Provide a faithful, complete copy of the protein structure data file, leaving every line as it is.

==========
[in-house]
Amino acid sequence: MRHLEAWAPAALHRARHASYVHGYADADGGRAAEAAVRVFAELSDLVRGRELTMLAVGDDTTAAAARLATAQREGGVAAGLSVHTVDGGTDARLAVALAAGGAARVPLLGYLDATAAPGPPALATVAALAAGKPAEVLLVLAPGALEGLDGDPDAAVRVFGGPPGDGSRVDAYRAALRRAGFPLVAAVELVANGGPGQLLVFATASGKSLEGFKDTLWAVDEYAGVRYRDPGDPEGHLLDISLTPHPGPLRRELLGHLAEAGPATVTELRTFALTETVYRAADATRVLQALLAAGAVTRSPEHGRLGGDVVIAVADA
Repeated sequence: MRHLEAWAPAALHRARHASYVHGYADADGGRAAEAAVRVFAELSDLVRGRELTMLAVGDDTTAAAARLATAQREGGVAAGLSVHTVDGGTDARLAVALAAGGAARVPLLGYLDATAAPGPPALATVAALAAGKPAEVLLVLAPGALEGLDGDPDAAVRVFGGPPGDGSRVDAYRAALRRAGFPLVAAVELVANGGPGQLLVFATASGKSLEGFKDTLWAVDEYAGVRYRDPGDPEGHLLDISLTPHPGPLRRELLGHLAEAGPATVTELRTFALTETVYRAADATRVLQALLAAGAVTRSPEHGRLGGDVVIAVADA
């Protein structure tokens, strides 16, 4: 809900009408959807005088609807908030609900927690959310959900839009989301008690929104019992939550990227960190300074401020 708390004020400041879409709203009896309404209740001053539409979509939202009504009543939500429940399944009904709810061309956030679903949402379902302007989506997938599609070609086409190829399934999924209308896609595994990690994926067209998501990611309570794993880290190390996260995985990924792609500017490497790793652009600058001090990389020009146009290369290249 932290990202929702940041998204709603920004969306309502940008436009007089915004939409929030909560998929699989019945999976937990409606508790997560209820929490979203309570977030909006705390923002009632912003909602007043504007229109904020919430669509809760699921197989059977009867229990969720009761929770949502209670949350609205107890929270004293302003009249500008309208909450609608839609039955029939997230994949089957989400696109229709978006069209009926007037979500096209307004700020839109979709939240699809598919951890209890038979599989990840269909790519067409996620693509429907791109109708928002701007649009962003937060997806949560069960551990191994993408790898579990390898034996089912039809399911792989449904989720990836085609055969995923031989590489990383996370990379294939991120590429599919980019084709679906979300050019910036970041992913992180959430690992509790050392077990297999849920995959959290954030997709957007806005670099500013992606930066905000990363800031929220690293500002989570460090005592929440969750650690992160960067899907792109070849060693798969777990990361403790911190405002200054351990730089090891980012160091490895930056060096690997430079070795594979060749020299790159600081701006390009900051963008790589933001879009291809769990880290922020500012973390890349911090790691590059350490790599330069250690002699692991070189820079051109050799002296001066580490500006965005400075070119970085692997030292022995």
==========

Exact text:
[in-house]
Amino acid sequence: MRHLEAWAPAALHRARHASYVHGYADADGGRAAEAAVRVFAELSDLVRGRELTMLAVGDDTTAAAARLATAQREGGVAAGLSVHTVDGGTDARLAVALAAGGAARVPLLGYLDATAAPGPPALATVAALAAGKPAEVLLVLAPGALEGLDGDPDAAVRVFGGPPGDGSRVDAYRAALRRAGFPLVAAVELVANGGPGQLLVFATASGKSLEGFKDTLWAVDEYAGVRYRDPGDPEGHLLDISLTPHPGPLRRELLGHLAEAGPATVTELRTFALTETVYRAADATRVLQALLAAGAVTRSPEHGRLGGDVVIAVADA
Repeated sequence: MRHLEAWAPAALHRARHASYVHGYADADGGRAAEAAVRVFAELSDLVRGRELTMLAVGDDTTAAAARLATAQREGGVAAGLSVHTVDGGTDARLAVALAAGGAARVPLLGYLDATAAPGPPALATVAALAAGKPAEVLLVLAPGALEGLDGDPDAAVRVFGGPPGDGSRVDAYRAALRRAGFPLVAAVELVANGGPGQLLVFATASGKSLEGFKDTLWAVDEYAGVRYRDPGDPEGHLLDISLTPHPGPLRRELLGHLAEAGPATVTELRTFALTETVYRAADATRVLQALLAAGAVTRSPEHGRLGGDVVIAVADA
């Protein structure tokens, strides 16, 4: 809900009408959807005088609807908030609900927690959310959900839009989301008690929104019992939550990227960190300074401020 708390004020400041879409709203009896309404209740001053539409979509939202009504009543939500429940399944009904709810061309956030679903949402379902302007989506997938599609070609086409190829399934999924209308896609595994990690994926067209998501990611309570794993880290190390996260995985990924792609500017490497790793652009600058001090990389020009146009290369290249 932290990202929702940041998204709603920004969306309502940008436009007089915004939409929030909560998929699989019945999976937990409606508790997560209820929490979203309570977030909006705390923002009632912003909602007043504007229109904020919430669509809760699921197989059977009867229990969720009761929770949502209670949350609205107890929270004293302003009249500008309208909450609608839609039955029939997230994949089957989400696109229709978006069209009926007037979500096209307004700020839109979709939240699809598919951890209890038979599989990840269909790519067409996620693509429907791109109708928002701007649009962003937060997806949560069960551990191994993408790898579990390898034996089912039809399911792989449904989720990836085609055969995923031989590489990383996370990379294939991120590429599919980019084709679906979300050019910036970041992913992180959430690992509790050392077990297999849920995959959290954030997709957007806005670099500013992606930066905000990363800031929220690293500002989570460090005592929440969750650690992160960067899907792109070849060693798969777990990361403790911190405002200054351990730089090891980012160091490895930056060096690997430079070795594979060749020299790159600081701006390009900051963008790589933001879009291809769990880290922020500012973390890349911090790691590059350490790599330069250690002699692991070189820079051109050799002296001066580490500006965005400075070119970085692997030292022995």